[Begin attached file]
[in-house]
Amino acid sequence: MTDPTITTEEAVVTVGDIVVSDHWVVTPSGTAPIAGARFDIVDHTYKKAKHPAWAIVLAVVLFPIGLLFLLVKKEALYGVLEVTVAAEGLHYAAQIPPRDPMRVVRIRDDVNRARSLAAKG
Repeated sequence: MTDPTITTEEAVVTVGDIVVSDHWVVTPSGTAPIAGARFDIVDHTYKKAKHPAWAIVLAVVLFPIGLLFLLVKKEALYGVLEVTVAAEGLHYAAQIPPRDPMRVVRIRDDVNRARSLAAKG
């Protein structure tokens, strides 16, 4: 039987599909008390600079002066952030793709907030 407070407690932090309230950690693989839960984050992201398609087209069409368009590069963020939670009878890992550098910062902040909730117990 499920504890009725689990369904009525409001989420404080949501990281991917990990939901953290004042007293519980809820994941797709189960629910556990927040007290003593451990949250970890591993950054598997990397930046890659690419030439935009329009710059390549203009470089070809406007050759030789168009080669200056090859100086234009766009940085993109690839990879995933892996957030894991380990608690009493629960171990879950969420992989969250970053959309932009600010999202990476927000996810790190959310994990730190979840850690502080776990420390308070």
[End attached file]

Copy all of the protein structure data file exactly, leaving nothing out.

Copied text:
[in-house]
Amino acid sequence: MTDPTITTEEAVVTVGDIVVSDHWVVTPSGTAPIAGARFDIVDHTYKKAKHPAWAIVLAVVLFPIGLLFLLVKKEALYGVLEVTVAAEGLHYAAQIPPRDPMRVVRIRDDVNRARSLAAKG
Repeated sequence: MTDPTITTEEAVVTVGDIVVSDHWVVTPSGTAPIAGARFDIVDHTYKKAKHPAWAIVLAVVLFPIGLLFLLVKKEALYGVLEVTVAAEGLHYAAQIPPRDPMRVVRIRDDVNRARSLAAKG
């Protein structure tokens, strides 16, 4: 039987599909008390600079002066952030793709907030 407070407690932090309230950690693989839960984050992201398609087209069409368009590069963020939670009878890992550098910062902040909730117990 499920504890009725689990369904009525409001989420404080949501990281991917990990939901953290004042007293519980809820994941797709189960629910556990927040007290003593451990949250970890591993950054598997990397930046890659690419030439935009329009710059390549203009470089070809406007050759030789168009080669200056090859100086234009766009940085993109690839990879995933892996957030894991380990608690009493629960171990879950969420992989969250970053959309932009600010999202990476927000996810790190959310994990730190979840850690502080776990420390308070």